Audet & Fowler  in particular, have shown the complexity of the relationship between porosity and sediment thickness. The relationship put forward by Athy  is therefore an over-simplification which implies that the mean sediment density is approximated with substantial uncertainty. Moreover, the present-day global mean value for sea water density is ρW = 1027.6 kg・m−3 (for T = 4 C and S = 34.7‰; Patm = 101,325 Pa), which is higher than the 1013 kg・m−3 used by Winterbourne et al.  . Because water located in sediment pore is undoubtedly subject to higher pressure, temperature and salinity, the intergranular water density ρigW must certainly be even higher.
Now, for sake of simplicity, the present study nonetheless follows the equations of Winterbourne et al.  because the relationship between the TWTT and depth found by those authors is considered here to be sufficiently well-rep- resentative of the change in sediment density for isostatic correction. Bootstrap resampling, however, has been carried out to refine mean values and assess the ranges of uncertainties around them (i.e. within ± 2σ). Doing so, the following parameters were used:
In Winterbourne et al.  , the density of solid grain is taken to be ρg = 2650 ± 250 [kg・m−3]. It is found here (see below, inset in Figure 12) that a value of ρg = 2300 ± 500 [kg・m−3] (“best” value of ρg = 2292 [kg・m−3]) both improve the correction and is more coherent with the diversity of grains in sediment. The intergranular water density ρigW is assumed to merely follow the International Equation of State of Seawater (purple curve and associated pink uncertainties in Figure 10(c)).
4.1.3. Mantle Density ρM and Correction Factor C
The mean mantle density above compensation depth is just defined as ρM = 3150 ± 300 [kg・m−3].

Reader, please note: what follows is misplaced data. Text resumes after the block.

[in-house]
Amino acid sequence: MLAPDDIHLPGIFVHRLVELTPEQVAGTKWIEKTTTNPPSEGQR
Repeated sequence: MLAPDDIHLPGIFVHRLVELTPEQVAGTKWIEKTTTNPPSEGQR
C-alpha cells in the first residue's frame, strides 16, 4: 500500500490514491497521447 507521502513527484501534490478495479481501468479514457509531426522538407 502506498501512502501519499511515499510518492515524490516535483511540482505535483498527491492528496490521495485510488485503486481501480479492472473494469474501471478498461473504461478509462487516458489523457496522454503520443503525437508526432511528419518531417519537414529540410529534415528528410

In order to illustrate the amount of correction and associated uncertainties those values correspond to, the sediment density as function of sediment pile and the corresponding correction factor C are defined in Figure 11 assuming a fixed water depth of hW = −4325 m (mean global ocean depth).
4.2. General Age-Depth Dependence Using Topographic Elevation Data Corrected for Sediment Load
The topographic dataset used for age-depth relationship corresponds to all oceanic data (after ETopo1  , i.e. blue dots in Figure 1) that are not excluded by buffer zones as shown in Figure 2 plotted against ages provided by Müller et al.  . In other words, all oceanic data not affected by known main bias were used and corrected from sediment load as described above.
Because the number of data points is large (N = 798,458), age bins of 1 Ma have been used to obtain subdatasets on which statistics have been determined.
Figure 11. (a) Mean sediment density in red with associated uncertainty bounds in deep yellow as function of height of the sediment pile (or sediment thickness in m) for a fixed water depth of hW = −4325 m; (b) Correction factor C used for the Airy-Pratt isostatic compensation for sediment load as function of height of the sediment pile with fixed water depth (hW = −4325 m). In red, mean values, and in deep yellow, associated uncertainty bounds.
Although none of the distributions per bin is properly Gaussian from statistical point-of-view, all are relatively well-symmetrical, “bell-shaped” with median values close to the mean (Figure 12). Actually, most distributions are closer to Laplace distributions implying that the mean values μ are relevant and representative of the distributions whereas the standard deviations σ simply overestimate the dispersions.
Consequently, the mean topographic elevation μ per 1 Ma bin with associated 2σ error bars are plotted against the age of the sea-floor in Figure 13. The sediment load correction appears satisfactory when compared with the average raw topographic elevation from ETopo1 since the old part exhibit a quasi-flat relationship as expected.
It must be noticed that topographic elevations accounting for uncertainties (i.e. uncertainties on the raw datasets augmented by uncertainties on sediment load correction as described above) mainly increase the dispersion around the mean values defined per 1 Ma bin, but the mean values (μ− and μ+) are not themselves drastically shifted up or down (Figure 13). Another method―not carried out here―to define the best parameters for isostatic correction (namely ρigW, ρg, ρM, φ0, λ) might therefore consist in minimizing the dispersion around the mean in every 1 Ma bin. Nevertheless, the difference between μ− and μ+ has been used to search for the “best” value ρg, the density of solid grain in sediment, which is required in Equation (4.1). The cumulative difference between μ− and μ+ is minimal for ρg = 2292 kg・m−3 (Inset in Figure 12). Because the uncertainty associated with this value would need more proper quantification, the density of solid grain in sediment is, here, just arbitrarily chosen to be ρg = 2300 ± 500